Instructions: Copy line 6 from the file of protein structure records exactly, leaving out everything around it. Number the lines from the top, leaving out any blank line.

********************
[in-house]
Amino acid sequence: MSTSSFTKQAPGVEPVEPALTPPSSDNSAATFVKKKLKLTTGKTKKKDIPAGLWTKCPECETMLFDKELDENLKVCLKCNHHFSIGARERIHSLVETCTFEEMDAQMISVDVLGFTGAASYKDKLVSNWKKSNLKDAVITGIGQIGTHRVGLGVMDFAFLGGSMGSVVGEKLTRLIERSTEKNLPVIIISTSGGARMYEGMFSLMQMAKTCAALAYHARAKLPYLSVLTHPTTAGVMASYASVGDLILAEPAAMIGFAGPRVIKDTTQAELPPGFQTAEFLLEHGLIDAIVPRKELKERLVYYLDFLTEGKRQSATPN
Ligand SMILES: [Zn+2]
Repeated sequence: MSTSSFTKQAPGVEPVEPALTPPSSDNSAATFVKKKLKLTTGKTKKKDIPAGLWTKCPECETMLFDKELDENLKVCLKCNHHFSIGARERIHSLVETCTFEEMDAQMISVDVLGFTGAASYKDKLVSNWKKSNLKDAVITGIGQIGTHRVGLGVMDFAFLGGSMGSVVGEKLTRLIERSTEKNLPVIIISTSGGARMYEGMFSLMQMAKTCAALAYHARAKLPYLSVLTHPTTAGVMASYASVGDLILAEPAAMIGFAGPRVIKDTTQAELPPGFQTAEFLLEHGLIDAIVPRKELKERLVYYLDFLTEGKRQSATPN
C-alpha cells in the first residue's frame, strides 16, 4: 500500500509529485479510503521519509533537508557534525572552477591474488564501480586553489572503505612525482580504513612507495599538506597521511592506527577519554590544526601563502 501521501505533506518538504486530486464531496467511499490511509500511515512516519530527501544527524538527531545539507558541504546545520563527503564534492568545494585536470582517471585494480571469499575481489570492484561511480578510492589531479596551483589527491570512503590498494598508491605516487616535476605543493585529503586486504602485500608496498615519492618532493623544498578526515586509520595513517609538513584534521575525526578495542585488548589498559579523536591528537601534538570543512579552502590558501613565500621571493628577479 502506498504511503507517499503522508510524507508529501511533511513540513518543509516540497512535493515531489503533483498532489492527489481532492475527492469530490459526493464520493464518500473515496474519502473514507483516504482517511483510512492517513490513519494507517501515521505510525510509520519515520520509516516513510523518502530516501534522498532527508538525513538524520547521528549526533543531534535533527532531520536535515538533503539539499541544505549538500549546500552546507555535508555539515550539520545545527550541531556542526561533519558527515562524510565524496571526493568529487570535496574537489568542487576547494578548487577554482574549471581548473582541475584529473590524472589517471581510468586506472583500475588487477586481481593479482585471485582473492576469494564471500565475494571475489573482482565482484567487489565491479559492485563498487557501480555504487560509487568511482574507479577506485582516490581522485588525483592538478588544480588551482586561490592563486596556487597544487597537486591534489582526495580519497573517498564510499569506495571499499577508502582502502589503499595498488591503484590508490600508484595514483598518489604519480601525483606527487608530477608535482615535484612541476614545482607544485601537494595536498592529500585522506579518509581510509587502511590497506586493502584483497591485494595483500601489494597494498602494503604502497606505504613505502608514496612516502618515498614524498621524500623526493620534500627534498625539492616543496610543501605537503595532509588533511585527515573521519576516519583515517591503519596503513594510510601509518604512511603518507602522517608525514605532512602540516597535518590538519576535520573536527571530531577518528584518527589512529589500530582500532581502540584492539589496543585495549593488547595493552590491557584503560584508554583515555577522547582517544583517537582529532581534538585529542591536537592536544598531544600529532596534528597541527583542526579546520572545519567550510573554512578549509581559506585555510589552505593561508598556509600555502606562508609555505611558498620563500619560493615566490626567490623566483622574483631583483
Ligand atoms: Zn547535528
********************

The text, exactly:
Ligand atoms: Zn547535528